The second category would be how-to books. What how-to books are, you get a really nice introduction about the global arena that you want to explore. But the ultimate reason for a how-to book is to show you how to do something. So just to use the gardening example, there’s a classic book called Square Foot Gardening, and that book is really terrific because it really walks you through this new kind of methodology to use the minimal amount of earth in order to grow the maximal amount of food. They take you to this really cool process. I forgot the author, who’s terrific. They take you through this process of how to plant the seeds, how to divide your plot of earth, how to use raised beds so that you can actually really be specific about what kind of soil you’re using, all kinds of wonderful tools.
The ultimate goal of that how-to book is to get you into your yard, build the planters, fill it with the right soil, mark off, plant the seeds, water them properly, etc., etc. until the payoff of the how-to book is the tomato at the end.
So it’s a very purposeful kind of nonfiction project that people are going to love your book if it brings off the payoff. If they get more tomatoes than they anticipated, they’re going to tell their friends about this really great book. So the how-to book is a very practical approach to problems that are everyday problems. How to clean your windows properly, how to fix your sink, how to fix your dryer, etc. So that’s another category of nonfiction that a lot of people really have a general sense of how to create that kind of book. They don’t mess around and give deep philosophical discussions about earth. They just simply say, “Well, you chop up the earth, put it in these square boxes, and off you go.” So how-to isn’t really what people are racking their brains about solving that particular problem.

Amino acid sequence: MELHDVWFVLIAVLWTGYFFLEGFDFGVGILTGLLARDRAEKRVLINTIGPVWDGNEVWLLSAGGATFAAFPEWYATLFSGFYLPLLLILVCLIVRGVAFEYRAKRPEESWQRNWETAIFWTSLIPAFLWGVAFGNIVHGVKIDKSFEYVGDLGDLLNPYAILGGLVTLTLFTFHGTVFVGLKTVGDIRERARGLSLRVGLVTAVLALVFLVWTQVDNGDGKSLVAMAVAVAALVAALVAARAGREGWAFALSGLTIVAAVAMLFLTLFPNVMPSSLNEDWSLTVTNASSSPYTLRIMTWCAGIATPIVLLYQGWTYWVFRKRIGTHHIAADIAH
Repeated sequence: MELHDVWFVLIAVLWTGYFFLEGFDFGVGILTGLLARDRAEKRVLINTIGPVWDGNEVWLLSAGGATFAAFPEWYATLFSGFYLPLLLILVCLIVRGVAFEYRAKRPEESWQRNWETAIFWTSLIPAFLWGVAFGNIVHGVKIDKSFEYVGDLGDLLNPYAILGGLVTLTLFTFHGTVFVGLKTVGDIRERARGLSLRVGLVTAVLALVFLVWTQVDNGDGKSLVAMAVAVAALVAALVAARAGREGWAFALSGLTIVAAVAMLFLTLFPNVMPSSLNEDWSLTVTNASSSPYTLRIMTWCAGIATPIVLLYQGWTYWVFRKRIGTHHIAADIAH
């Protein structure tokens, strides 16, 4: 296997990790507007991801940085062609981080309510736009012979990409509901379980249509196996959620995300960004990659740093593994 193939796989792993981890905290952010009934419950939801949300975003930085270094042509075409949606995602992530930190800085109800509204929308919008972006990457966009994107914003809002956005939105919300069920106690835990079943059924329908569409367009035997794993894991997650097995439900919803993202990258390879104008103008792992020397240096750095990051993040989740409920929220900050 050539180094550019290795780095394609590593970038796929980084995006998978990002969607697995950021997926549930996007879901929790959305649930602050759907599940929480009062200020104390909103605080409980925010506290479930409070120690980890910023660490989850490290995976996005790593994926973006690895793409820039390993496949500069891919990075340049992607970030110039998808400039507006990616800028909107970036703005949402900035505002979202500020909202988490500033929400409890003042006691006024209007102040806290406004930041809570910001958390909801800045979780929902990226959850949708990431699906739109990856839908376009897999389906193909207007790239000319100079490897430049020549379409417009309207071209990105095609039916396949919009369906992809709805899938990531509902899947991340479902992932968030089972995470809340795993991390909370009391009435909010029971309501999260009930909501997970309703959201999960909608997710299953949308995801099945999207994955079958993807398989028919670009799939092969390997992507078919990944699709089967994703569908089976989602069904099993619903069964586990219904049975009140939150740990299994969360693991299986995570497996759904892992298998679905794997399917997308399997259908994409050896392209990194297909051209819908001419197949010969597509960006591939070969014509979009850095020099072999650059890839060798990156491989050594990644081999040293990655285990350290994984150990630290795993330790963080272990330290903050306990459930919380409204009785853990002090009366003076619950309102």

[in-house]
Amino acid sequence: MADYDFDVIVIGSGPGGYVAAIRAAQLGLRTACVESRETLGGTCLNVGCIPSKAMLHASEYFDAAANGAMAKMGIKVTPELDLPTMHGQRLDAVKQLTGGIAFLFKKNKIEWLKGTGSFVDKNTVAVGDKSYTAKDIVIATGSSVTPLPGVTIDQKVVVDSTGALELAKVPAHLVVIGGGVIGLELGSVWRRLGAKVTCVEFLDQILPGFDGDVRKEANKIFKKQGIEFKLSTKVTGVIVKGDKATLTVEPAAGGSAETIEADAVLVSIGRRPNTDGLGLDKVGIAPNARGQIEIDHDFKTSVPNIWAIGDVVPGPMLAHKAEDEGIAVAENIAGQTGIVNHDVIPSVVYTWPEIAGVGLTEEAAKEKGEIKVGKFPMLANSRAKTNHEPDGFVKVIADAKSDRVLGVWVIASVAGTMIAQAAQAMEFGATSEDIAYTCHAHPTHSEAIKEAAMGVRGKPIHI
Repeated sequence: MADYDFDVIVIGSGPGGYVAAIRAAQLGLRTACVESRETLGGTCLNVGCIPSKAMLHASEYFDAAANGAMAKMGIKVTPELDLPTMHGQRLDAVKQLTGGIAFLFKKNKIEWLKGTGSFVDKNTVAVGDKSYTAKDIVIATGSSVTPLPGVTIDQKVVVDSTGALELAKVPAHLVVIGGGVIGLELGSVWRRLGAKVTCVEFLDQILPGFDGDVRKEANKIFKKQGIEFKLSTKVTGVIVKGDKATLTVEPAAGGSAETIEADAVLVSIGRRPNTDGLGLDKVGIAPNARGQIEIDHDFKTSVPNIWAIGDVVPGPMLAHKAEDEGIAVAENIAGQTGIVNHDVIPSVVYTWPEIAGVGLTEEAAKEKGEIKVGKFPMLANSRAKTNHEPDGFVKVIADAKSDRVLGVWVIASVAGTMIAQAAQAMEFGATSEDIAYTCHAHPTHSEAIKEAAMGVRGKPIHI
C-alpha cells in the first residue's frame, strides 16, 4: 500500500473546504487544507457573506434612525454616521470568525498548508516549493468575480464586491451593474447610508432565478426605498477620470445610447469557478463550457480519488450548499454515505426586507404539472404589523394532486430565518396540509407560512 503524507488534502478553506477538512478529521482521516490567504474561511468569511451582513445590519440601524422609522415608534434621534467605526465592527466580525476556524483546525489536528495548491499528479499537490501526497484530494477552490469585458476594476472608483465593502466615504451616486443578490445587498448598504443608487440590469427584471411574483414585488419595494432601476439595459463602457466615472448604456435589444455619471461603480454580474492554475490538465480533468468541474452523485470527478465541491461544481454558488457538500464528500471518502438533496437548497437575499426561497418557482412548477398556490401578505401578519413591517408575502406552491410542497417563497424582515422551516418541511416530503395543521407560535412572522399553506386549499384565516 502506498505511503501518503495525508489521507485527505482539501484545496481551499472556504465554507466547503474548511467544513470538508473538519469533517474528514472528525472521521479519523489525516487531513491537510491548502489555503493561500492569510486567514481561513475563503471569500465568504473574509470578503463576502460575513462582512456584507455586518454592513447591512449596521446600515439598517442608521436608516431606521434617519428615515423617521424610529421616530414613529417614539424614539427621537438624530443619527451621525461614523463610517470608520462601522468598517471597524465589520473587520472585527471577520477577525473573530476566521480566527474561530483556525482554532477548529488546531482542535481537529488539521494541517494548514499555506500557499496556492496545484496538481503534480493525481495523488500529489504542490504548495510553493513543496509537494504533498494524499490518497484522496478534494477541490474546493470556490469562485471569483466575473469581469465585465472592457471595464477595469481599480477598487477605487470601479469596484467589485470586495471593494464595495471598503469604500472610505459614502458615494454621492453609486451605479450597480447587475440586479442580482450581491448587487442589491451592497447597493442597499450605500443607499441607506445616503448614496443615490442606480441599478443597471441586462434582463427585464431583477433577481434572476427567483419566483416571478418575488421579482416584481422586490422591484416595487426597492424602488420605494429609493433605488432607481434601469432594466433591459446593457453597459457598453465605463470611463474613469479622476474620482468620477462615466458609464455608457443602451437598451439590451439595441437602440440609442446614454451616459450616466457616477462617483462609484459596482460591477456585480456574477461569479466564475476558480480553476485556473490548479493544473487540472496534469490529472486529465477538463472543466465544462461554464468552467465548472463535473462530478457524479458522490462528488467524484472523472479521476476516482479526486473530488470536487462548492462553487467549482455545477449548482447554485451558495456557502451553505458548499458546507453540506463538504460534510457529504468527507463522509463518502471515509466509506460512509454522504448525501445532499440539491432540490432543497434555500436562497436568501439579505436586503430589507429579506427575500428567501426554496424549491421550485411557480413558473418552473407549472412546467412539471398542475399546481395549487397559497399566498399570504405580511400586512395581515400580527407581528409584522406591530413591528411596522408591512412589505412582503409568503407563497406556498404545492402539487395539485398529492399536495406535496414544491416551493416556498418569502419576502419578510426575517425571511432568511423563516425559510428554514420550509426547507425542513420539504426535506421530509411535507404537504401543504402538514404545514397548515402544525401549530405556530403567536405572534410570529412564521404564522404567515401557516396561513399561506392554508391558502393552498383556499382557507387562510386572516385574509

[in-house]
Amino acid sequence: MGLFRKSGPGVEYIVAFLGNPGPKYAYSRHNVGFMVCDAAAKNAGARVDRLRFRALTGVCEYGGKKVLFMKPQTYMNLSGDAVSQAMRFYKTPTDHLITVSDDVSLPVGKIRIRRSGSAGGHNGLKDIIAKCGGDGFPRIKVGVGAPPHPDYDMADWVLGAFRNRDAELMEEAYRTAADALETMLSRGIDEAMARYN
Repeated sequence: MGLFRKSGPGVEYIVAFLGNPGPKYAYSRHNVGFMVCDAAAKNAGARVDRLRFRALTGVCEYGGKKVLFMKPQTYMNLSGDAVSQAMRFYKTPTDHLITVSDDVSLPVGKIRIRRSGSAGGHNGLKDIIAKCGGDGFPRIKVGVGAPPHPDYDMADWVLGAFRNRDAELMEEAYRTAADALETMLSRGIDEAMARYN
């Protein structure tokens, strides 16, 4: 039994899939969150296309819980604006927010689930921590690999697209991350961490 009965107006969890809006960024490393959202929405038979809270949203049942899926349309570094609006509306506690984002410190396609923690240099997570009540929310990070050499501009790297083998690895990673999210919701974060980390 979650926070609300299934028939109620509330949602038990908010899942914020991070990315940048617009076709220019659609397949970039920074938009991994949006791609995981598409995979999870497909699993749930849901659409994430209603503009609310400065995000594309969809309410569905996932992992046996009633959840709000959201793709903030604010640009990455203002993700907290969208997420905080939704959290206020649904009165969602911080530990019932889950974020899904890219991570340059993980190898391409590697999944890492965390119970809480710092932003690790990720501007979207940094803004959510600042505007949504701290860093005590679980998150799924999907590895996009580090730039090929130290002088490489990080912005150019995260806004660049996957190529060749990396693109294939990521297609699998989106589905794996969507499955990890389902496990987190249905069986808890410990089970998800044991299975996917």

So let’s move on to the third category, which I called narrative nonfiction. Now, narrative nonfiction is a class of nonfiction that is really story-driven, meaning the nonfiction writer uses the techniques of the fiction writer in order to tell a true story in the most dramatic way. So shall withhold specific facts until very specific times so that you can create the right kind of attention, so that there’s a really nice cathartic moment in the story of the nonfiction that will feel as if it’s abiding by fiction concepts. So books like The Perfect Storm or The Devil in the White City or any of these very big classic seafaring tales or things of that sort. The Hot Zone is another really good example of narrative nonfiction.